What’s causing this? My theory of this is called The Oasis In the Desert Effect. The movie season hasn’t been great. Many highly anticipated movies have fallen flat. We are in the valley of Hollywood sequels and cheap 3D effects. We are thirsty for a really good movie. We want to be challenged to think. We want our perception of reality bent. We want to challenge what we think we know of people. We want to see actors and actresses push their talents to the brink. And when we get even a little bit of that in view, we pounce on it like a thirsty man in the desert pounces on an oasis or a starving man on a feast.

I’m not saying that these movies aren’t good or don’t deserve attention. I’m simply asking, in a better movie season, would they stand out? I think that we have been fed such mediocrity that if a movie is solid, we laud it as if it were a masterpiece (I’m guilty, too. See my review of The Crazies, if you don’t believe me). We won’t allow anyone to point out the flaws of these hallowed movies, and we swear they were robbed if they don’t sweep the entire awards season.

The truth is, many of these movies have flaws that stick out like a sore thumb upon reflection. I think, though, that they are heading us in the right direction. If we vote with our wallets for original content, maybe Hollywood will begin to make more thought provoking, smart, witty movies with heart and substance, and cast people with amazing talent…or maybe not. After all, that’s how I got stuck with Tyler Perry.

Anyway, here are my top picks for this year (and these are just movies that I’ve seen), in no particular order:

  • The Other Guys (comedy)
  • The Crazies (horror)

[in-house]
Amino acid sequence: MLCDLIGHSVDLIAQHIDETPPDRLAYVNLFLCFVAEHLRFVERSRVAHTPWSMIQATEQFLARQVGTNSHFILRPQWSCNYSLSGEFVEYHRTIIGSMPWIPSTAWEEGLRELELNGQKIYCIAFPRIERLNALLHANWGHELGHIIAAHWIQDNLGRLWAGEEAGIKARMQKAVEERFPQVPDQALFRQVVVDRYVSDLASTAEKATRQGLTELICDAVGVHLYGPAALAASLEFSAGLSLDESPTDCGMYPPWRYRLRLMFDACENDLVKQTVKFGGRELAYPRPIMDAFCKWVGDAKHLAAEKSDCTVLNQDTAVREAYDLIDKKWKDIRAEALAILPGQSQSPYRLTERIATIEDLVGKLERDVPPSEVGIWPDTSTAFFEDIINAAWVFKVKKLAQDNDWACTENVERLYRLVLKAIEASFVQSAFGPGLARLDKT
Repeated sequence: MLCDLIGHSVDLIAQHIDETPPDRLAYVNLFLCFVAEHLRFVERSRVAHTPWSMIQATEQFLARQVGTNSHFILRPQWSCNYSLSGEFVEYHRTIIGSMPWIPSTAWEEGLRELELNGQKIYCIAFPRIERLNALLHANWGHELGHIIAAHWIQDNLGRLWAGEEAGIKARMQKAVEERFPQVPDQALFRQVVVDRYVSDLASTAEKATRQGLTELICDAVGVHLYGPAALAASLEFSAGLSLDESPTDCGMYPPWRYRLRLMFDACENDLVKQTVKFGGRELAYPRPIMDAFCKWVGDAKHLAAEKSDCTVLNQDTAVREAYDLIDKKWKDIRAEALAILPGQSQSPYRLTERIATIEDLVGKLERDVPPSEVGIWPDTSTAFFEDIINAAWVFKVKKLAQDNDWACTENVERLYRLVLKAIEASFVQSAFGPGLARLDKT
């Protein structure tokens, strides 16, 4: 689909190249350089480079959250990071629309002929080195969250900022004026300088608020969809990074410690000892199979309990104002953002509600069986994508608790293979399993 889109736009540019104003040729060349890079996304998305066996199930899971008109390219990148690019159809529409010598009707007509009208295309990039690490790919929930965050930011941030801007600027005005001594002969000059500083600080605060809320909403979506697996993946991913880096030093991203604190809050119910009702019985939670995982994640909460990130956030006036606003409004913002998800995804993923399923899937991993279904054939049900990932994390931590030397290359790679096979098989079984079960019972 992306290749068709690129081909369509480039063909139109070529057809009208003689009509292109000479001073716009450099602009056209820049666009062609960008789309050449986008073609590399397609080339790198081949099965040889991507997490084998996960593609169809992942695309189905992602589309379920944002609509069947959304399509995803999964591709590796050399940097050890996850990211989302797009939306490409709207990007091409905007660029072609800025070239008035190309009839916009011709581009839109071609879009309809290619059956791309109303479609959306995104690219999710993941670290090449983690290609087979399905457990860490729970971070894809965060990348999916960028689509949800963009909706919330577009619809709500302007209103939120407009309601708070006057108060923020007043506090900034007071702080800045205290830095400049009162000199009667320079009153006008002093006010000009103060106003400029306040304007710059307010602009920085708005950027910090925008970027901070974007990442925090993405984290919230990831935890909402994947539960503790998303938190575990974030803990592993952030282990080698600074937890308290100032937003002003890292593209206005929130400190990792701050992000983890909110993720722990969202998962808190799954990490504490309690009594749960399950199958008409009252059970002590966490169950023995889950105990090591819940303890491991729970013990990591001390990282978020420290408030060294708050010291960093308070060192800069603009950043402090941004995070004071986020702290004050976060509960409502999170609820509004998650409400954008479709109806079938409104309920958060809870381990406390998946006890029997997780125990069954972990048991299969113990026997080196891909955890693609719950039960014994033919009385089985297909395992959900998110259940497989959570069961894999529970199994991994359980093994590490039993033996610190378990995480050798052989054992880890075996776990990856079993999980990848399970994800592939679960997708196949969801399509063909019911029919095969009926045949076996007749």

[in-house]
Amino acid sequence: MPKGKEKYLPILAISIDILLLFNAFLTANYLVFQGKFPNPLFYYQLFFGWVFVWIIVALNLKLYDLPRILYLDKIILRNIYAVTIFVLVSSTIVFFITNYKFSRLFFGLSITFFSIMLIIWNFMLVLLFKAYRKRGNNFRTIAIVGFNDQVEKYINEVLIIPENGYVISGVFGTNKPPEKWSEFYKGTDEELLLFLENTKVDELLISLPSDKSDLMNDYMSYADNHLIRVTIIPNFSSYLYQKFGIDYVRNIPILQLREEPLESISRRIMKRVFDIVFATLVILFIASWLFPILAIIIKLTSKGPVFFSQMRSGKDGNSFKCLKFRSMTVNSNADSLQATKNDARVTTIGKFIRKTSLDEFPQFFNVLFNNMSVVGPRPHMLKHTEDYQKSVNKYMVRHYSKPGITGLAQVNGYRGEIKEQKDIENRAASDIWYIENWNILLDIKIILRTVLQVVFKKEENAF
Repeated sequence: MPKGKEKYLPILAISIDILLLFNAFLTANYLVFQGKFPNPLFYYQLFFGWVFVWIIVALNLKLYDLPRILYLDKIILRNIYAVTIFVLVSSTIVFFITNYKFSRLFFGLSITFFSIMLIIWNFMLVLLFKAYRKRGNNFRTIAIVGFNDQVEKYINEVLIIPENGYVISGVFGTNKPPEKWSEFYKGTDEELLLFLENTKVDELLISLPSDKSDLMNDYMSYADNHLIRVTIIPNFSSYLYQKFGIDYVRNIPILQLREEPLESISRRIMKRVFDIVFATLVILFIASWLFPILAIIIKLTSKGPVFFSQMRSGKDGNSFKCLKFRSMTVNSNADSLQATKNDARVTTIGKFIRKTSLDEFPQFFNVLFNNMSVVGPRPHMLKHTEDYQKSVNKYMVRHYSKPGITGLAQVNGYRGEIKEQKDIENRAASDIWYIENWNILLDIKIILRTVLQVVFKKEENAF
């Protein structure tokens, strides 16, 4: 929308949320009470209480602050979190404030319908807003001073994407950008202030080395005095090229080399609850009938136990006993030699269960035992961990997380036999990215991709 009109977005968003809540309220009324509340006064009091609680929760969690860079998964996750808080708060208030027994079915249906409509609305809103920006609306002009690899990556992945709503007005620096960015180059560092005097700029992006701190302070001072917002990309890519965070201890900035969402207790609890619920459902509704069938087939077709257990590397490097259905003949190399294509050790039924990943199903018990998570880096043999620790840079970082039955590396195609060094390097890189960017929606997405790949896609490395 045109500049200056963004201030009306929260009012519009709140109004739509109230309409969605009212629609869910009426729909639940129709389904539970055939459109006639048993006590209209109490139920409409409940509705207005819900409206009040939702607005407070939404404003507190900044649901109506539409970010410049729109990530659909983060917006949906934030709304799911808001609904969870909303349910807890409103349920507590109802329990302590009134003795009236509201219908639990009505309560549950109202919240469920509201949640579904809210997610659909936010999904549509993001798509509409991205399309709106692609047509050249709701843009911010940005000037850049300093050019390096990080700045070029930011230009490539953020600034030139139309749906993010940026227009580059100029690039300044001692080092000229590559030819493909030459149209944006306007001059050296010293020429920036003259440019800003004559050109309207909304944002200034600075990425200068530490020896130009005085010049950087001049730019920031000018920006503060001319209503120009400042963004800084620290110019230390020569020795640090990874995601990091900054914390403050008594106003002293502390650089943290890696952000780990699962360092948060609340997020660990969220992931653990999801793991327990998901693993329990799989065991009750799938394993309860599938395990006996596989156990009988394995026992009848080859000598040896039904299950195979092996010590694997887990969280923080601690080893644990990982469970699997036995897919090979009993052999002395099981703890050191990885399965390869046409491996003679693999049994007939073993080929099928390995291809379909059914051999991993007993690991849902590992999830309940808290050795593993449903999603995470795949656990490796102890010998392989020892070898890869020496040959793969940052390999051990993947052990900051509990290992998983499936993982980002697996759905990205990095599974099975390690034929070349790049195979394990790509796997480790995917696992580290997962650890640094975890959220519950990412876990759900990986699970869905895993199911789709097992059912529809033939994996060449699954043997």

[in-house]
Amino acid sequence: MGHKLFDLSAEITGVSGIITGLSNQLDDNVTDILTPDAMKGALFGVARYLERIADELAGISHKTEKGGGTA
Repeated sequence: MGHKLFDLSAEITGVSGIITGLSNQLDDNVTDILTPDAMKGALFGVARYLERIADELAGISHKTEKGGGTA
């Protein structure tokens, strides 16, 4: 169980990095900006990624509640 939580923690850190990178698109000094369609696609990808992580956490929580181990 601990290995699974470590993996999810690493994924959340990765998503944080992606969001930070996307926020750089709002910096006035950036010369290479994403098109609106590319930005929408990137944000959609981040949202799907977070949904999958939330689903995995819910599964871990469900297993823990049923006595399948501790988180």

• The Social Network (drama)
  • Inception (drama?)
  • Shutter Island (drama)
  • He’s On My Mind (independent film)
  • Devil (horror)

*I saw many other films, but the years may not be 2010. I’ll add to this as I confirm release dates and see other movies as they are released on DVD or in the discount theater.

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New TV Obsession: Fairly Legal

Cropped screenshot of Judy Garland from the tr...

"I don't believe we're in Kansas anymore." Image via Wikipedia

It took a free pilot episode on iTunes to turn me on to a new show that’s really worth watching. Oftentimes, pilot episodes appear lazy and non-cohesive. The character’s attributes aren’t firmly set, the major tropes of the show are sloppily thrown together, and the episode has no discernible correlation to the rest of the season (or the series, for that matter). For this reason, I try not to judge shows on pilot episodes. But every once in a while, a pilot episode will hook me, make me believe that there is still good (scripted) television out there to be watched. Fairly Legal’s pilot episode is one of those pilots.
The USA network has been home to some of my favorite shows, such as Monk. Although I haven’t had the opportunity to get into Psych, Burn Notice, In Plain Sight, or Royal Pains, they are on my list of shows to watch. The thing that sets a USA original apart is the characterization. They have unique characters that can carry the show no matter how screwy the plot gets. If the show also has good plots to plop these characters into, you can’t help but have a hit on your hands (unless you’re Law & Order: Criminal Intent w/ Vincent D’Onfrio–I just don’t understand why it didn’t catch on, or why they split it between the two teams of detectives–not that I dislike Mr. Big and his partner ;-)).